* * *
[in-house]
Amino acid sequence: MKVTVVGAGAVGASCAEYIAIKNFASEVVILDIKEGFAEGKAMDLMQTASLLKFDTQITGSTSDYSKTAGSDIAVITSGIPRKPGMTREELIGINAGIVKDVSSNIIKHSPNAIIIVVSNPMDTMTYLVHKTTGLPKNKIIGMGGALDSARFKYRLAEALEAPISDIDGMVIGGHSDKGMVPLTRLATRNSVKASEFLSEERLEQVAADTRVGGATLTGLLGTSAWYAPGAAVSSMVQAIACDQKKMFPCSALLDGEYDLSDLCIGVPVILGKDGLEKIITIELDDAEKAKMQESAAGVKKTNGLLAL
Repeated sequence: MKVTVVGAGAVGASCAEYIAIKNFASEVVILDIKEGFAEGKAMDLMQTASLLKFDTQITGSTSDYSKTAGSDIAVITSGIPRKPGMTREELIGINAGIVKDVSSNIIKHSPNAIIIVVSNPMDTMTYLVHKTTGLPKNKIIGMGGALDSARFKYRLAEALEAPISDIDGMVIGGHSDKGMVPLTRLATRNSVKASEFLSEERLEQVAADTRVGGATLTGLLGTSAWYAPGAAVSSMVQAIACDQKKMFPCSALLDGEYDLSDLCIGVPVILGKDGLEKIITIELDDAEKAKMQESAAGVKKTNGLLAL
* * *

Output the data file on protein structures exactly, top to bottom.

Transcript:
[in-house]
Amino acid sequence: MKVTVVGAGAVGASCAEYIAIKNFASEVVILDIKEGFAEGKAMDLMQTASLLKFDTQITGSTSDYSKTAGSDIAVITSGIPRKPGMTREELIGINAGIVKDVSSNIIKHSPNAIIIVVSNPMDTMTYLVHKTTGLPKNKIIGMGGALDSARFKYRLAEALEAPISDIDGMVIGGHSDKGMVPLTRLATRNSVKASEFLSEERLEQVAADTRVGGATLTGLLGTSAWYAPGAAVSSMVQAIACDQKKMFPCSALLDGEYDLSDLCIGVPVILGKDGLEKIITIELDDAEKAKMQESAAGVKKTNGLLAL
Repeated sequence: MKVTVVGAGAVGASCAEYIAIKNFASEVVILDIKEGFAEGKAMDLMQTASLLKFDTQITGSTSDYSKTAGSDIAVITSGIPRKPGMTREELIGINAGIVKDVSSNIIKHSPNAIIIVVSNPMDTMTYLVHKTTGLPKNKIIGMGGALDSARFKYRLAEALEAPISDIDGMVIGGHSDKGMVPLTRLATRNSVKASEFLSEERLEQVAADTRVGGATLTGLLGTSAWYAPGAAVSSMVQAIACDQKKMFPCSALLDGEYDLSDLCIGVPVILGKDGLEKIITIELDDAEKAKMQESAAGVKKTNGLLAL